Before the world could wait on pins and needles for LeBron James’ ‘The Decision’ vol. 3, Kyrie Irving decided to preemptively press the eject button.
The All-Star point guard’s tenure with the Cleveland Cavaliers could be over after he requested a trade last week and according to ESPN, his reasons for wanting to leave are centred on being “more of a focal point” elsewhere as he “no longer wants to play alongside LeBron James”.
Irving has also allegedly made it known to Cleveland the four teams he prefers a trade to: San Antonio, Miami, New York and Minnesota.
James was reportedly “blindsided and disappointed” by the request, while the NBA world was similarly stunned when the news broke on Friday night.
No one saw this coming, but if you reverse engineer how Irving reached this point, it starts to make more sense.
For starters, the Cavaliers organisation has been a dumpster fire this summer, stemming from the franchise parting ways with general manager David Griffin after the two sides couldn’t agree on a contract extension.
The loss of Griffin may have been overstated as far as team-building, but there’s no doubting he had fostered relationships with players like James and Irving in his three years, which featured a trip to the Finals every season and the team’s first title in 2016.
If nothing else, his presence at least afforded the Cavaliers stability amidst the volatility of owner Dan Gilbert and the questionable future of James.
Even if Gilbert was still around, however, it’s hard to imagine the roster being much better. A bloated payroll has limited the Cavaliers’ ability to add players this offseason as they’ve so far come up empty on Paul George and Carmelo Anthony.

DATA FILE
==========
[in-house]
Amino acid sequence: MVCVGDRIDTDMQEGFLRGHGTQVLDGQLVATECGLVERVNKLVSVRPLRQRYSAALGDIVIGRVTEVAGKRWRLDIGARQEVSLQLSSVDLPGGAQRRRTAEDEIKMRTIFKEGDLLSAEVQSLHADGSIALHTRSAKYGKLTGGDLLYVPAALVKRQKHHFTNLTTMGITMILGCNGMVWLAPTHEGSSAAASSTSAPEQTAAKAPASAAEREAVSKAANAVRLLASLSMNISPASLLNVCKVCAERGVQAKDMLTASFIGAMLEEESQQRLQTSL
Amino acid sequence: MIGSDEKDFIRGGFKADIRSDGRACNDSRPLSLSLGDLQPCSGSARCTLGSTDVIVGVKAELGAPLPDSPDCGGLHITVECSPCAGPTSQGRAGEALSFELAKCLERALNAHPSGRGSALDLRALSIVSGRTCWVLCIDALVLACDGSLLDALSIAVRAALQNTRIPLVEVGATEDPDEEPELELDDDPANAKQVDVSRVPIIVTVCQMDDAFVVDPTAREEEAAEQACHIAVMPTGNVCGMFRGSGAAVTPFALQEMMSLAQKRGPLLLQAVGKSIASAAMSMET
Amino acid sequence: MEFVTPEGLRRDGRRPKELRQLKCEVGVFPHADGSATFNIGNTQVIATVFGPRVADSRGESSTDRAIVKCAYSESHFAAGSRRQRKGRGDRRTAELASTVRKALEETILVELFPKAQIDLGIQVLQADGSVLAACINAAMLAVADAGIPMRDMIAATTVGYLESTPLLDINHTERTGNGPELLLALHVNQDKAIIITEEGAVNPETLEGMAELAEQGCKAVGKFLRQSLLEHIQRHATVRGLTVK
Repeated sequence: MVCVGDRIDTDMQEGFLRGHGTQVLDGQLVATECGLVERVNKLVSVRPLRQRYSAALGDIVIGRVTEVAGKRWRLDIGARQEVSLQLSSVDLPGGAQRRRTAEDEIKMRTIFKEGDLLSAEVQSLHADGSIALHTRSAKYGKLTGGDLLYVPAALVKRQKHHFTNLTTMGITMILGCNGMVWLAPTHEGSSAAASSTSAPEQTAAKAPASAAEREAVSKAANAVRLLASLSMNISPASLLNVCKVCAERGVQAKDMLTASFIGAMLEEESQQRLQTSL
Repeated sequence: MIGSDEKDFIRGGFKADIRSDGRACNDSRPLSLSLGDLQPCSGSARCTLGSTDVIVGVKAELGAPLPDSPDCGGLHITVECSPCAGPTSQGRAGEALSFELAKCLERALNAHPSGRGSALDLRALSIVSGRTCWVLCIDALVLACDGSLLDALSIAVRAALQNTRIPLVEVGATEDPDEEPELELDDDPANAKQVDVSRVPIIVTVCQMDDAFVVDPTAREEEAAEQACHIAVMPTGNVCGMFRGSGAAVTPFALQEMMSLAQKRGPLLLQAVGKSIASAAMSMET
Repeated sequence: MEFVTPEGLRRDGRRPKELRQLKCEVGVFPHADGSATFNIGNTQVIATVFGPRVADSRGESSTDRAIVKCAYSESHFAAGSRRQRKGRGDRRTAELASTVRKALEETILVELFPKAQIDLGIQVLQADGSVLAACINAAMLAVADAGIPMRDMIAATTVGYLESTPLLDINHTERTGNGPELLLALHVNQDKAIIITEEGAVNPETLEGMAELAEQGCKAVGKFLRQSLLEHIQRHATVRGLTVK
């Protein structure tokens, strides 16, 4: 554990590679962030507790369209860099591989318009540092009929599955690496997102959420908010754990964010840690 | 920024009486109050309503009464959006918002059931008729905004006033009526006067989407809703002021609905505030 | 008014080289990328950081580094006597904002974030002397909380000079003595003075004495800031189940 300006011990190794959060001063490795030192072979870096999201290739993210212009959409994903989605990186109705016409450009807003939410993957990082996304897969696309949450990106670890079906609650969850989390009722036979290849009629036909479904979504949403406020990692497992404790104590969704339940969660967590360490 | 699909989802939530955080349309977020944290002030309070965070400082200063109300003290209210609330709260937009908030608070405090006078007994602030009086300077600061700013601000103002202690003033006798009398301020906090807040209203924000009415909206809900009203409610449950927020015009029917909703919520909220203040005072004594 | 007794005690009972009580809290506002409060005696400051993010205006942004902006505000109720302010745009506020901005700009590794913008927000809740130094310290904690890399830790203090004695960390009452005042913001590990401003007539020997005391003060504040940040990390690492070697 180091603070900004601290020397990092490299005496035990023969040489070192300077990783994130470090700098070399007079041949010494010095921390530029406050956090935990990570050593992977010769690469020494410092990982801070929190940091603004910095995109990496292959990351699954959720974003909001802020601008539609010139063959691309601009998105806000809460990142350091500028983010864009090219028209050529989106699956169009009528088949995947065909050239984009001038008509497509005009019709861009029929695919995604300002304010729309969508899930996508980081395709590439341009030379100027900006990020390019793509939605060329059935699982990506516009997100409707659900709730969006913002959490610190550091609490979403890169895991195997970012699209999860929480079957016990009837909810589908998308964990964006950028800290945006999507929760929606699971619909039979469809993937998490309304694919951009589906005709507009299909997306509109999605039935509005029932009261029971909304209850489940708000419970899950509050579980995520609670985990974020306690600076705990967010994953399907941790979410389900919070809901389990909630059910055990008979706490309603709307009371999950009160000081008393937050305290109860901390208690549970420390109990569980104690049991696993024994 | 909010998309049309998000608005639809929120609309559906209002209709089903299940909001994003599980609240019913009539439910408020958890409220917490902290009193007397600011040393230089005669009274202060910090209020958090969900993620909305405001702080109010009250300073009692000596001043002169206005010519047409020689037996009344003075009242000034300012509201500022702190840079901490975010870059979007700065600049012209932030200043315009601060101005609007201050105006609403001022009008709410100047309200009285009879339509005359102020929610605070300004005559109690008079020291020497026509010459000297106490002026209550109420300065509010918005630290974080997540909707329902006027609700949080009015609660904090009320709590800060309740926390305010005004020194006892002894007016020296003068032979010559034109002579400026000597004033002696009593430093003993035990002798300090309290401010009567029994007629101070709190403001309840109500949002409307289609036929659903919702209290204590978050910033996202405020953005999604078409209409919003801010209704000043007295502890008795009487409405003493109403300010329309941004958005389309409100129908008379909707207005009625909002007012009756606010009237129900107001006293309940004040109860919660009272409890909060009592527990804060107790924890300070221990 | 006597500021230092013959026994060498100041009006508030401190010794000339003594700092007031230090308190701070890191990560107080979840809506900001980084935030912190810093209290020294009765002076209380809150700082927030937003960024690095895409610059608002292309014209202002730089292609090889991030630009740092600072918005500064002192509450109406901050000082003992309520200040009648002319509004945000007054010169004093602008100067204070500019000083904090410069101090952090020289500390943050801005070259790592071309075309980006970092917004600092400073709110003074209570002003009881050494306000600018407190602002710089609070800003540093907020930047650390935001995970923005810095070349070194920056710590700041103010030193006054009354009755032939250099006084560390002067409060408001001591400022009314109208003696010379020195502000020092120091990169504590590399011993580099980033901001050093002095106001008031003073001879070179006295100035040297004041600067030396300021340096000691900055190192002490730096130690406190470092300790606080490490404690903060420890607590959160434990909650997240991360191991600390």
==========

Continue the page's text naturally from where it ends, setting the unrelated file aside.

Life is amazing. No complaints. Things are a little peculiar. But no complaints. Now go kick some rocks 🙌🏼 https://t.co/Tz62YyGeYt— Kevin Love (@kevinlove) July 21, 2017
The situation just doesn’t seem like it can change much in the near future, at least not for the better.
It can get a whole lot worse though – or more desirable depending on perspective – if James bolts in free agency next summer.
In that case, Irving would once again be the face of the franchise, which he believed he was becoming for the long-term when he signed a five-year extension days before James’ arrival in 2014.
Maybe Irving wants that but doesn’t want to wait another year for the possibility, or maybe he doesn’t want to be a slave to James’ decision and potentially be left out in the cold like Dwyane Wade was.
Irving could very well want to be main man somewhere else, but each of the four teams he named for his preferred new home have at least one star or star in the making.
It’s more likely he just wants to get away from James, who, for all his unworldly talent and skill, has a leadership style that can often rub teammates the wrong way – whether that’s through subtweets, screaming in the huddle, eye rolls or body language.
LeBron casts an undeniably large shadow and for Irving, it may be time to get out in the sun.
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